Arkansas to West Virginia Bracing for an Ice Storm

By , Senior Meteorologist
March 2, 2014; 7:22 PM ET
Share |
Play video An expert analysis on the winter storm is given in the above AccuWeather.com video.

It is not just substantial snow accompanying the winter storm crossing the nation, but also a treacherous icy mix with an ice storm set to unfold across parts of the Tennessee and Ohio valleys.

Sleet and/or freezing rain across northern Texas and Oklahoma will continue to expand across more of the Ohio and Tennessee valleys through Sunday night.

Fresh arctic air will continue to have no trouble plunging southward and cause the icy mix to unfold.

Rain changing to a glaze of ice or a rapid freeze up unfolding can even be expected southward to northern Louisiana and northern Mississippi, including Shreveport, La.

Even where only a thin glaze is expected, the icy mix will make untreated roads and sidewalks extremely slick and treacherous.

Substantial freezing rain could also lead to downed power lines and tree branches. AccuWeather.com meteorologists feel that this threat is greatest from central Arkansas to Kentucky and southern West Virginia.

RELATED:
Latest Updates on the Winter Storm
AccuWeather.com Winter Weather Center
Latest Winter Weather Watches, Warnings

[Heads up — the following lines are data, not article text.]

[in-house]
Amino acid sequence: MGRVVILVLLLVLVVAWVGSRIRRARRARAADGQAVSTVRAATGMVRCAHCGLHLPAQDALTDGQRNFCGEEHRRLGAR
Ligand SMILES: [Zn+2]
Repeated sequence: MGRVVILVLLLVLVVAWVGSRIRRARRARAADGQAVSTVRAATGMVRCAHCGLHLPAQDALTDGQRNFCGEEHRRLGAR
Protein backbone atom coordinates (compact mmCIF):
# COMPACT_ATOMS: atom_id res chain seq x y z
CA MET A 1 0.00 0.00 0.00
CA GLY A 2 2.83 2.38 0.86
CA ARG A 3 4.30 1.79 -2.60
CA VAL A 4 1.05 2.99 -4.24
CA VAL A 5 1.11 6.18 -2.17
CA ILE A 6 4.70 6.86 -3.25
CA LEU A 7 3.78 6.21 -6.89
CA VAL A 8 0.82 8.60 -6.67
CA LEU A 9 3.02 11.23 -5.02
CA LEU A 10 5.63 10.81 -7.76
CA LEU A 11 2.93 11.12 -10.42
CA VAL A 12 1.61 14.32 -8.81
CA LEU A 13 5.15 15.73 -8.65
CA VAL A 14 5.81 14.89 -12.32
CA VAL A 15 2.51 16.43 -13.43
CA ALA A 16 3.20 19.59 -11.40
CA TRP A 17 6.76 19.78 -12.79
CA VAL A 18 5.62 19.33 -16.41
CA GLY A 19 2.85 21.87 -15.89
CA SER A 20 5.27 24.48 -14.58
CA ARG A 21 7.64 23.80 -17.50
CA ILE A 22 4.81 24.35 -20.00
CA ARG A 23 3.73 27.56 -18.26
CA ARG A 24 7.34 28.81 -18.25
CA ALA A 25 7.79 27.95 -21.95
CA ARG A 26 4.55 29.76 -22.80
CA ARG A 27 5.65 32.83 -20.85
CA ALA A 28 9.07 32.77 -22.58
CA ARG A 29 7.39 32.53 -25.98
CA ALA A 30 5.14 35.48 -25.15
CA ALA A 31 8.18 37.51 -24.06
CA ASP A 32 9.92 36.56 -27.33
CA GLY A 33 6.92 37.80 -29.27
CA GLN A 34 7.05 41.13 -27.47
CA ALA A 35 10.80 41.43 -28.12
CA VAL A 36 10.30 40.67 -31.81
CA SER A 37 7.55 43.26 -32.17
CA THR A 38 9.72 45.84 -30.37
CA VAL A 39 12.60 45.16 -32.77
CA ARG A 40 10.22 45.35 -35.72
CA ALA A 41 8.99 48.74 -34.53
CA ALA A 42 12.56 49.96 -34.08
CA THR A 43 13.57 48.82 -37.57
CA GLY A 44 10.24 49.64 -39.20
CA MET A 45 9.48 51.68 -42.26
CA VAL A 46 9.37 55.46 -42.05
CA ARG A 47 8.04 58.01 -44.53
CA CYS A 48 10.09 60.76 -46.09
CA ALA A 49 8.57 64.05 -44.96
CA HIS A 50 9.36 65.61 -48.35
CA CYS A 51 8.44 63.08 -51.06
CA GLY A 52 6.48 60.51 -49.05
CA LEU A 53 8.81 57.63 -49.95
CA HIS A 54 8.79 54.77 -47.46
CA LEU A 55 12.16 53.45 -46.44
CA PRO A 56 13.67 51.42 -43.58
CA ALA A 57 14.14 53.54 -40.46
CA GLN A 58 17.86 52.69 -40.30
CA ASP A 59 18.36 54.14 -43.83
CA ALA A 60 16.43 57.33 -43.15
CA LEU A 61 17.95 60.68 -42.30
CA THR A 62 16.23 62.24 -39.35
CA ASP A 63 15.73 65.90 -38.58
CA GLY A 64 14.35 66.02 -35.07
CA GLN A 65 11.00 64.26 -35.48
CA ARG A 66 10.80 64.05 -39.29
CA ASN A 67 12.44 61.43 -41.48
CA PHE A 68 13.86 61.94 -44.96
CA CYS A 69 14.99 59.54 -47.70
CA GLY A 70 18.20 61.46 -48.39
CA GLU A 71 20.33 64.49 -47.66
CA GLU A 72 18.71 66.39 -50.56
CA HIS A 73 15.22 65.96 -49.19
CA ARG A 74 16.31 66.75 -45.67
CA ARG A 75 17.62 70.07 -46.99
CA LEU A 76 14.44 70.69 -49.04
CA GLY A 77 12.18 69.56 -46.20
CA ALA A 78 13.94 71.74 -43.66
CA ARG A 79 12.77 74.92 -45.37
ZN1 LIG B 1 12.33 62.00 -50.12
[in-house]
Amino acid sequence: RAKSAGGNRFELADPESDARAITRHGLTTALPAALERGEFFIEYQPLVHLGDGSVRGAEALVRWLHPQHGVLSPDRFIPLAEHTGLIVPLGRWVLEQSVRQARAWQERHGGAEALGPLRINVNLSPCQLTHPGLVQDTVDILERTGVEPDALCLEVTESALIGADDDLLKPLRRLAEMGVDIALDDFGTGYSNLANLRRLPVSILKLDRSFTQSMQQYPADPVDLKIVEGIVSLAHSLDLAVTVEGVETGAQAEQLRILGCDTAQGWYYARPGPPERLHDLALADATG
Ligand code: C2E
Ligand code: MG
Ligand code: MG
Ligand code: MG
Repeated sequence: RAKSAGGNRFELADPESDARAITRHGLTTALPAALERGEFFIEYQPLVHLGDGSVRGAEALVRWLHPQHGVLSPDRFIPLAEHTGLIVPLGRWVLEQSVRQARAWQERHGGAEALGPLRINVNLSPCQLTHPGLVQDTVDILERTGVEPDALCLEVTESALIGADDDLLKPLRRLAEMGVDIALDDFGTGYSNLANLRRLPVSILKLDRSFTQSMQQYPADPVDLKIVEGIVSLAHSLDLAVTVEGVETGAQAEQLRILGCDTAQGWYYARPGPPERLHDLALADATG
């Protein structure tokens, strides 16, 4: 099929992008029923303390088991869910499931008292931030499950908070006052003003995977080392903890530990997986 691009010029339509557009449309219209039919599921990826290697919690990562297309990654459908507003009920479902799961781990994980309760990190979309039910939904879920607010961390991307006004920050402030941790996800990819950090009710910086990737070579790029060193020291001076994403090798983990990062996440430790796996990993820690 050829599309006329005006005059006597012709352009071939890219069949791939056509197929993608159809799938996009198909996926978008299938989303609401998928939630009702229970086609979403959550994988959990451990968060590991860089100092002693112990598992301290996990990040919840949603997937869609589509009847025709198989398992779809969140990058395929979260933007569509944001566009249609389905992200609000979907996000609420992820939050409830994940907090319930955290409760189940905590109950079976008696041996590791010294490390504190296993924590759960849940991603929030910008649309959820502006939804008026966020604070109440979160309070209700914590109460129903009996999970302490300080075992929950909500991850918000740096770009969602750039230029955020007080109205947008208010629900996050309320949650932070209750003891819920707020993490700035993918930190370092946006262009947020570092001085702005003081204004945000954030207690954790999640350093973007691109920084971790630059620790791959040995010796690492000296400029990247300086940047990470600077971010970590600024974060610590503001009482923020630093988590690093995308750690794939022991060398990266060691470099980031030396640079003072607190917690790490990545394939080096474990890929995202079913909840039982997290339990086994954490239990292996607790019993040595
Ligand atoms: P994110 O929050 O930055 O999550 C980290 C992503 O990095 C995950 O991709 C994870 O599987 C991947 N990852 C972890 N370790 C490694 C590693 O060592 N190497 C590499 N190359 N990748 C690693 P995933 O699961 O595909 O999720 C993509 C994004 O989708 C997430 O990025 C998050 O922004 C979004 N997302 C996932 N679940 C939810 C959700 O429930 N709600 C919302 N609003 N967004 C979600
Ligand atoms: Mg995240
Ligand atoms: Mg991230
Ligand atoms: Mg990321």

Little Rock, Ark., Memphis and Nashville, Tenn., Cape Girardeau, Mo., Paducah and Lexington, Ky., and Beckley, W. Va., are among the communities that could lose power before Sunday night is over.

Rain will also change to an icy mix across the mid-Atlantic, North Carolina and southward to Florence, S.C., through Monday.

Despite a mild end to the weekend, the ice threatens to create slick travel in Washington, D.C., Richmond, Va., Raleigh, Greensboro and Charlotte, N.C. Bridges and overpasses would be the first to turn icy.

The icy mix will quickly chance to heavy snow from north of I-85, causing the major travel-disrupting snowstorm to dominate weather headlines.

Comments

Comments left here should adhere to the AccuWeather.com Community Guidelines. Profanity, personal attacks, and spam will not be tolerated.

More Weather News

Loading...

Daily U.S. Extremes

past 24 hours

  Extreme Location
High N/A
Low N/A
Precip N/A

WeatherWhys®

This Day In Weather History

East Coast (1909)
Severe coastal storm - record high tides in New England. Dover, DE had 24" snow. Philadelphia, PA had 21" snow.

New York City (1947)
Severe snowstorm 25.8" at Battery, 32" in suburbs. Traffic completely stopped - removal cost $8 million 27 died.

PA & NJ North to New England (1969)
6-36" of snow (Dec. 25-28). One of the heaviest in years in New York.